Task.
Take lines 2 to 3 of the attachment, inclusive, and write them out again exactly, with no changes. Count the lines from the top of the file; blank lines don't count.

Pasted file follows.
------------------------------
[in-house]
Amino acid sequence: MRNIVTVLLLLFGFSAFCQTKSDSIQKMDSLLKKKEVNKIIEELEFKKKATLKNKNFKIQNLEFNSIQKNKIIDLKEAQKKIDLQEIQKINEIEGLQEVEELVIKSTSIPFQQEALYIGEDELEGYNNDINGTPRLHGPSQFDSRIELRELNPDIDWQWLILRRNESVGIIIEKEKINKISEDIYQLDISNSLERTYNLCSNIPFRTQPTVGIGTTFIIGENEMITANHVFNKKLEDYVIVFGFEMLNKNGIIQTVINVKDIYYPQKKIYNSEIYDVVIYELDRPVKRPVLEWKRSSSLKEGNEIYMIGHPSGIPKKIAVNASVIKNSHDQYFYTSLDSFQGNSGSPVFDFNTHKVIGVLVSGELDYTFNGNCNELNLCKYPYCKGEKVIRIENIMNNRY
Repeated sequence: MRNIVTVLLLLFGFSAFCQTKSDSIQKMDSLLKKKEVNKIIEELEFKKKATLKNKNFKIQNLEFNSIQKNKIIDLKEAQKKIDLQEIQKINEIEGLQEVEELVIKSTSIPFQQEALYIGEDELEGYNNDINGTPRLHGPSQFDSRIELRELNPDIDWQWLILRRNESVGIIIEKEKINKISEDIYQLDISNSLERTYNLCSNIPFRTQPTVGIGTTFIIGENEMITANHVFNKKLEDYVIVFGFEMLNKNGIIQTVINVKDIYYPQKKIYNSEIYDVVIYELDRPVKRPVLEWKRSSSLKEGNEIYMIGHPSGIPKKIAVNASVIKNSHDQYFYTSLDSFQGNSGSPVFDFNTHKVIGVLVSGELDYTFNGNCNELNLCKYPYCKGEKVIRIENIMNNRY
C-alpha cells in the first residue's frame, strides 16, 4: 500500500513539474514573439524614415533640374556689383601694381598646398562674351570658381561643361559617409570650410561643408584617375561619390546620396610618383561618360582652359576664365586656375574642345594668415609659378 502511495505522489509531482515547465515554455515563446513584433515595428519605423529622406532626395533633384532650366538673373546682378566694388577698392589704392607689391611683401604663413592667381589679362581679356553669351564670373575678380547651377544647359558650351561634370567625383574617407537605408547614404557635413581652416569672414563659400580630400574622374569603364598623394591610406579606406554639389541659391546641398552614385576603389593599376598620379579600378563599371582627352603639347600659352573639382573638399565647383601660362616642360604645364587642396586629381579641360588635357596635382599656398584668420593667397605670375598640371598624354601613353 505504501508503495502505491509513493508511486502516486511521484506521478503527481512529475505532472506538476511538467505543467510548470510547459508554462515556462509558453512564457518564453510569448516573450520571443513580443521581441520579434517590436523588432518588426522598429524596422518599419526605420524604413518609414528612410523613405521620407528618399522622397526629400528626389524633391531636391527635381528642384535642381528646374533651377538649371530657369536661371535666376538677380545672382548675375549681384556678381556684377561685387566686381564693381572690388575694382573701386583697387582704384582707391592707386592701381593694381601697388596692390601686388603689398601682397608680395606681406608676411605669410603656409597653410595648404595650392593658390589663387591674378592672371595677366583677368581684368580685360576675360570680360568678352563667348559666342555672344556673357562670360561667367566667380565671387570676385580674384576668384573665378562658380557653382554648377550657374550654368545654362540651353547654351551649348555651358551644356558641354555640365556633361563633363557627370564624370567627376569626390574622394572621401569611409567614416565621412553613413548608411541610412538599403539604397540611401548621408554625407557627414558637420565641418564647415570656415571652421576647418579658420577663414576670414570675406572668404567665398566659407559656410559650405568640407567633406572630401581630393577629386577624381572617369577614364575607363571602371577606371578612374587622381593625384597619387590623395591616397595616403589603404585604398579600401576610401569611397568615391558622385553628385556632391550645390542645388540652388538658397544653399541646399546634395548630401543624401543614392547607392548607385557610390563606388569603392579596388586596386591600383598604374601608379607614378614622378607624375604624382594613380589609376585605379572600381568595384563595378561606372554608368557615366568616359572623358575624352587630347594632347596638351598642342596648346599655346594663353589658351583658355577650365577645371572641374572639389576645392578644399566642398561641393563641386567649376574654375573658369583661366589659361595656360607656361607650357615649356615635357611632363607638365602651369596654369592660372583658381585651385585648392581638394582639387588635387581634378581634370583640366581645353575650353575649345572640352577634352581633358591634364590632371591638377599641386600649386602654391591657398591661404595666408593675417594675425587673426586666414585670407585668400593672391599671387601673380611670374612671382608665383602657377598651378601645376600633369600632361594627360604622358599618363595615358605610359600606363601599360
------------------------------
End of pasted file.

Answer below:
Amino acid sequence: MRNIVTVLLLLFGFSAFCQTKSDSIQKMDSLLKKKEVNKIIEELEFKKKATLKNKNFKIQNLEFNSIQKNKIIDLKEAQKKIDLQEIQKINEIEGLQEVEELVIKSTSIPFQQEALYIGEDELEGYNNDINGTPRLHGPSQFDSRIELRELNPDIDWQWLILRRNESVGIIIEKEKINKISEDIYQLDISNSLERTYNLCSNIPFRTQPTVGIGTTFIIGENEMITANHVFNKKLEDYVIVFGFEMLNKNGIIQTVINVKDIYYPQKKIYNSEIYDVVIYELDRPVKRPVLEWKRSSSLKEGNEIYMIGHPSGIPKKIAVNASVIKNSHDQYFYTSLDSFQGNSGSPVFDFNTHKVIGVLVSGELDYTFNGNCNELNLCKYPYCKGEKVIRIENIMNNRY
Repeated sequence: MRNIVTVLLLLFGFSAFCQTKSDSIQKMDSLLKKKEVNKIIEELEFKKKATLKNKNFKIQNLEFNSIQKNKIIDLKEAQKKIDLQEIQKINEIEGLQEVEELVIKSTSIPFQQEALYIGEDELEGYNNDINGTPRLHGPSQFDSRIELRELNPDIDWQWLILRRNESVGIIIEKEKINKISEDIYQLDISNSLERTYNLCSNIPFRTQPTVGIGTTFIIGENEMITANHVFNKKLEDYVIVFGFEMLNKNGIIQTVINVKDIYYPQKKIYNSEIYDVVIYELDRPVKRPVLEWKRSSSLKEGNEIYMIGHPSGIPKKIAVNASVIKNSHDQYFYTSLDSFQGNSGSPVFDFNTHKVIGVLVSGELDYTFNGNCNELNLCKYPYCKGEKVIRIENIMNNRY